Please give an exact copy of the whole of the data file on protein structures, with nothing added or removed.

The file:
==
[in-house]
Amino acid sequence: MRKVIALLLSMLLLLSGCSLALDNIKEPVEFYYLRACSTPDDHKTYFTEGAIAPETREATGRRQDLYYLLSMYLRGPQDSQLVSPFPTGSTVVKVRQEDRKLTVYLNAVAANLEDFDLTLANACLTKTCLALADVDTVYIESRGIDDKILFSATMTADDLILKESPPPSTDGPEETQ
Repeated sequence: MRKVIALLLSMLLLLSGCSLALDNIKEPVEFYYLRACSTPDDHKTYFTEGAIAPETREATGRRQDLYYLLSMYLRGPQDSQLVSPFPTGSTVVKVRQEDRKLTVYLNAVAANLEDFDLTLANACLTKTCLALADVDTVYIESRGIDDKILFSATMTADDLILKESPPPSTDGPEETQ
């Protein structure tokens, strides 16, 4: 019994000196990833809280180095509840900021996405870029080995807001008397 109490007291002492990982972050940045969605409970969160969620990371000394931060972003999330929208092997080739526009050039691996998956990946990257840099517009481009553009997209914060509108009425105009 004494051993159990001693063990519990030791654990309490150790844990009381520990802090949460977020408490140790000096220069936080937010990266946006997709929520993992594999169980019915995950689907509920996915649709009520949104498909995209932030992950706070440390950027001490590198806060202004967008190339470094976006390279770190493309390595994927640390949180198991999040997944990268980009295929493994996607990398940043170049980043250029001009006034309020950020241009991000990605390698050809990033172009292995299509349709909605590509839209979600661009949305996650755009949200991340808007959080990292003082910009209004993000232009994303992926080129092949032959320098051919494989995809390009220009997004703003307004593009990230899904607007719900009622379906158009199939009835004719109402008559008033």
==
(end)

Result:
[in-house]
Amino acid sequence: MRKVIALLLSMLLLLSGCSLALDNIKEPVEFYYLRACSTPDDHKTYFTEGAIAPETREATGRRQDLYYLLSMYLRGPQDSQLVSPFPTGSTVVKVRQEDRKLTVYLNAVAANLEDFDLTLANACLTKTCLALADVDTVYIESRGIDDKILFSATMTADDLILKESPPPSTDGPEETQ
Repeated sequence: MRKVIALLLSMLLLLSGCSLALDNIKEPVEFYYLRACSTPDDHKTYFTEGAIAPETREATGRRQDLYYLLSMYLRGPQDSQLVSPFPTGSTVVKVRQEDRKLTVYLNAVAANLEDFDLTLANACLTKTCLALADVDTVYIESRGIDDKILFSATMTADDLILKESPPPSTDGPEETQ
């Protein structure tokens, strides 16, 4: 019994000196990833809280180095509840900021996405870029080995807001008397 109490007291002492990982972050940045969605409970969160969620990371000394931060972003999330929208092997080739526009050039691996998956990946990257840099517009481009553009997209914060509108009425105009 004494051993159990001693063990519990030791654990309490150790844990009381520990802090949460977020408490140790000096220069936080937010990266946006997709929520993992594999169980019915995950689907509920996915649709009520949104498909995209932030992950706070440390950027001490590198806060202004967008190339470094976006390279770190493309390595994927640390949180198991999040997944990268980009295929493994996607990398940043170049980043250029001009006034309020950020241009991000990605390698050809990033172009292995299509349709909605590509839209979600661009949305996650755009949200991340808007959080990292003082910009209004993000232009994303992926080129092949032959320098051919494989995809390009220009997004703003307004593009990230899904607007719900009622379906158009199939009835004719109402008559008033």